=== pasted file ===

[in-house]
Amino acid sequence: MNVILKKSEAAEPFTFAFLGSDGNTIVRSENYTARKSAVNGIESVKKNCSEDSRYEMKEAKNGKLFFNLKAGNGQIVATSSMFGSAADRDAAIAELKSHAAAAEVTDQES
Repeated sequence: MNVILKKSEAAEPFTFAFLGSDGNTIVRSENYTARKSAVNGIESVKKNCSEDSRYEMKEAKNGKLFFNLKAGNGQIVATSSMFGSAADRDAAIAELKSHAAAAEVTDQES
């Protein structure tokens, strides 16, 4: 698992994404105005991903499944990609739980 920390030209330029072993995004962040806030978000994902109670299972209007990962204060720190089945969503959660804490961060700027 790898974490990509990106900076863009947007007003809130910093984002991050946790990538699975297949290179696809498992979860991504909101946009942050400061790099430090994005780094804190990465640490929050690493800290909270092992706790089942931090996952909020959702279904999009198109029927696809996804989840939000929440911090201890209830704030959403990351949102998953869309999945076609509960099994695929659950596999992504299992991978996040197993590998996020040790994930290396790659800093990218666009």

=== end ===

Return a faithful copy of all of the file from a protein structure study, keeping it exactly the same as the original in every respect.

[in-house]
Amino acid sequence: MNVILKKSEAAEPFTFAFLGSDGNTIVRSENYTARKSAVNGIESVKKNCSEDSRYEMKEAKNGKLFFNLKAGNGQIVATSSMFGSAADRDAAIAELKSHAAAAEVTDQES
Repeated sequence: MNVILKKSEAAEPFTFAFLGSDGNTIVRSENYTARKSAVNGIESVKKNCSEDSRYEMKEAKNGKLFFNLKAGNGQIVATSSMFGSAADRDAAIAELKSHAAAAEVTDQES
């Protein structure tokens, strides 16, 4: 698992994404105005991903499944990609739980 920390030209330029072993995004962040806030978000994902109670299972209007990962204060720190089945969503959660804490961060700027 790898974490990509990106900076863009947007007003809130910093984002991050946790990538699975297949290179696809498992979860991504909101946009942050400061790099430090994005780094804190990465640490929050690493800290909270092992706790089942931090996952909020959702279904999009198109029927696809996804989840939000929440911090201890209830704030959403990351949102998953869309999945076609509960099994695929659950596999992504299992991978996040197993590998996020040790994930290396790659800093990218666009």